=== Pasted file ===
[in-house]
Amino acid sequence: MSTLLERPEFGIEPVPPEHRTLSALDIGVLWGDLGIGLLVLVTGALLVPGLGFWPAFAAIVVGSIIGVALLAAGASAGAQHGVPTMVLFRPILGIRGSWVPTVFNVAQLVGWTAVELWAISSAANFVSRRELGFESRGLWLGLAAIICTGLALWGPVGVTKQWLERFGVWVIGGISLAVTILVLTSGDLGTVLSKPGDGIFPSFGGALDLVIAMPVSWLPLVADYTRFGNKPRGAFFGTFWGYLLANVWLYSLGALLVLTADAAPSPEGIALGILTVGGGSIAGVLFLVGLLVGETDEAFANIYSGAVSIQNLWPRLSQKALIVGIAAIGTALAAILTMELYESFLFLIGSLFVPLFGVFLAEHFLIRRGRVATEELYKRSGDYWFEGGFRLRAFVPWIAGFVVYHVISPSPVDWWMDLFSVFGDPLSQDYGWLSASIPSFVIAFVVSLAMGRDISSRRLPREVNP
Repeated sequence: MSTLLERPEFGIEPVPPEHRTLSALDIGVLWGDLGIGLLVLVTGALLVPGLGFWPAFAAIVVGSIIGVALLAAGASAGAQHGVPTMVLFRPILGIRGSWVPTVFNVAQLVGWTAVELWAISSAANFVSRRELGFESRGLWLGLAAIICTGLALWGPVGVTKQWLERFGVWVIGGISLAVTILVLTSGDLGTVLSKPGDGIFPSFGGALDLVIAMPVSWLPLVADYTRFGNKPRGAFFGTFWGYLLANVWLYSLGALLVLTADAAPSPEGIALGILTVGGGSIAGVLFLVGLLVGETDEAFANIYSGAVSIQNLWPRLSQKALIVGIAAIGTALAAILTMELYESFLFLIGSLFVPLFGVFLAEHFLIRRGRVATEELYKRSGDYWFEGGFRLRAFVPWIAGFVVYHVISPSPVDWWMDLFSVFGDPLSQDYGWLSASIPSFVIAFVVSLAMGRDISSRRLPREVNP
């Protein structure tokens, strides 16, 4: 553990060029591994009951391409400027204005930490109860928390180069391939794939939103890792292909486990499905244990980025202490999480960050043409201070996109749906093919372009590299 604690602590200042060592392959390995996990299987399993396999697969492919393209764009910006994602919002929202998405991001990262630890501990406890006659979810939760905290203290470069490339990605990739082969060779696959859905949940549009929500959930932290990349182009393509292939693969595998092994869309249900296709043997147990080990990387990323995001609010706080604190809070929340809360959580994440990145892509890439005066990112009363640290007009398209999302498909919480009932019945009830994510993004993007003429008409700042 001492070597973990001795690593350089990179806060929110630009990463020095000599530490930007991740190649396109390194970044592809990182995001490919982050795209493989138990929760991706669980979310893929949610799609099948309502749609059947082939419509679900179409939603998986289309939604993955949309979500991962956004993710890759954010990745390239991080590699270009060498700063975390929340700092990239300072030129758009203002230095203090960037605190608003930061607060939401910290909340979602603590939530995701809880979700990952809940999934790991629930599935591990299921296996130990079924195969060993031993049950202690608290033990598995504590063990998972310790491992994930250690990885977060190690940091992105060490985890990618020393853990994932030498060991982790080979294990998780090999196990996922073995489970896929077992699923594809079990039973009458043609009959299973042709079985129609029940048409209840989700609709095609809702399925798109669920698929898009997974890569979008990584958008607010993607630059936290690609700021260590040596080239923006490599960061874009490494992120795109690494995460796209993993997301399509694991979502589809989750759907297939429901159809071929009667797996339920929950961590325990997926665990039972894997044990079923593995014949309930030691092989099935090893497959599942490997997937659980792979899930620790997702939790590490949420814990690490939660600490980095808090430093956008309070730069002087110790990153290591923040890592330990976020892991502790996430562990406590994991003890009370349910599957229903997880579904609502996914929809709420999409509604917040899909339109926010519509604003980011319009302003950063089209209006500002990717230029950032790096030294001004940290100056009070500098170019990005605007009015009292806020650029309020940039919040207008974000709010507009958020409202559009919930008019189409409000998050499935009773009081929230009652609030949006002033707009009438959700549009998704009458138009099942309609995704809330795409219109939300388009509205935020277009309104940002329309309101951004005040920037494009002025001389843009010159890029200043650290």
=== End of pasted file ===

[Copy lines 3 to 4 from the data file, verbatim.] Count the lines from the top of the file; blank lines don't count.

Repeated sequence: MSTLLERPEFGIEPVPPEHRTLSALDIGVLWGDLGIGLLVLVTGALLVPGLGFWPAFAAIVVGSIIGVALLAAGASAGAQHGVPTMVLFRPILGIRGSWVPTVFNVAQLVGWTAVELWAISSAANFVSRRELGFESRGLWLGLAAIICTGLALWGPVGVTKQWLERFGVWVIGGISLAVTILVLTSGDLGTVLSKPGDGIFPSFGGALDLVIAMPVSWLPLVADYTRFGNKPRGAFFGTFWGYLLANVWLYSLGALLVLTADAAPSPEGIALGILTVGGGSIAGVLFLVGLLVGETDEAFANIYSGAVSIQNLWPRLSQKALIVGIAAIGTALAAILTMELYESFLFLIGSLFVPLFGVFLAEHFLIRRGRVATEELYKRSGDYWFEGGFRLRAFVPWIAGFVVYHVISPSPVDWWMDLFSVFGDPLSQDYGWLSASIPSFVIAFVVSLAMGRDISSRRLPREVNP
């Protein structure tokens, strides 16, 4: 553990060029591994009951391409400027204005930490109860928390180069391939794939939103890792292909486990499905244990980025202490999480960050043409201070996109749906093919372009590299 604690602590200042060592392959390995996990299987399993396999697969492919393209764009910006994602919002929202998405991001990262630890501990406890006659979810939760905290203290470069490339990605990739082969060779696959859905949940549009929500959930932290990349182009393509292939693969595998092994869309249900296709043997147990080990990387990323995001609010706080604190809070929340809360959580994440990145892509890439005066990112009363640290007009398209999302498909919480009932019945009830994510993004993007003429008409700042 001492070597973990001795690593350089990179806060929110630009990463020095000599530490930007991740190649396109390194970044592809990182995001490919982050795209493989138990929760991706669980979310893929949610799609099948309502749609059947082939419509679900179409939603998986289309939604993955949309979500991962956004993710890759954010990745390239991080590699270009060498700063975390929340700092990239300072030129758009203002230095203090960037605190608003930061607060939401910290909340979602603590939530995701809880979700990952809940999934790991629930599935591990299921296996130990079924195969060993031993049950202690608290033990598995504590063990998972310790491992994930250690990885977060190690940091992105060490985890990618020393853990994932030498060991982790080979294990998780090999196990996922073995489970896929077992699923594809079990039973009458043609009959299973042709079985129609029940048409209840989700609709095609809702399925798109669920698929898009997974890569979008990584958008607010993607630059936290690609700021260590040596080239923006490599960061874009490494992120795109690494995460796209993993997301399509694991979502589809989750759907297939429901159809071929009667797996339920929950961590325990997926665990039972894997044990079923593995014949309930030691092989099935090893497959599942490997997937659980792979899930620790997702939790590490949420814990690490939660600490980095808090430093956008309070730069002087110790990153290591923040890592330990976020892991502790996430562990406590994991003890009370349910599957229903997880579904609502996914929809709420999409509604917040899909339109926010519509604003980011319009302003950063089209209006500002990717230029950032790096030294001004940290100056009070500098170019990005605007009015009292806020650029309020940039919040207008974000709010507009958020409202559009919930008019189409409000998050499935009773009081929230009652609030949006002033707009009438959700549009998704009458138009099942309609995704809330795409219109939300388009509205935020277009309104940002329309309101951004005040920037494009002025001389843009010159890029200043650290």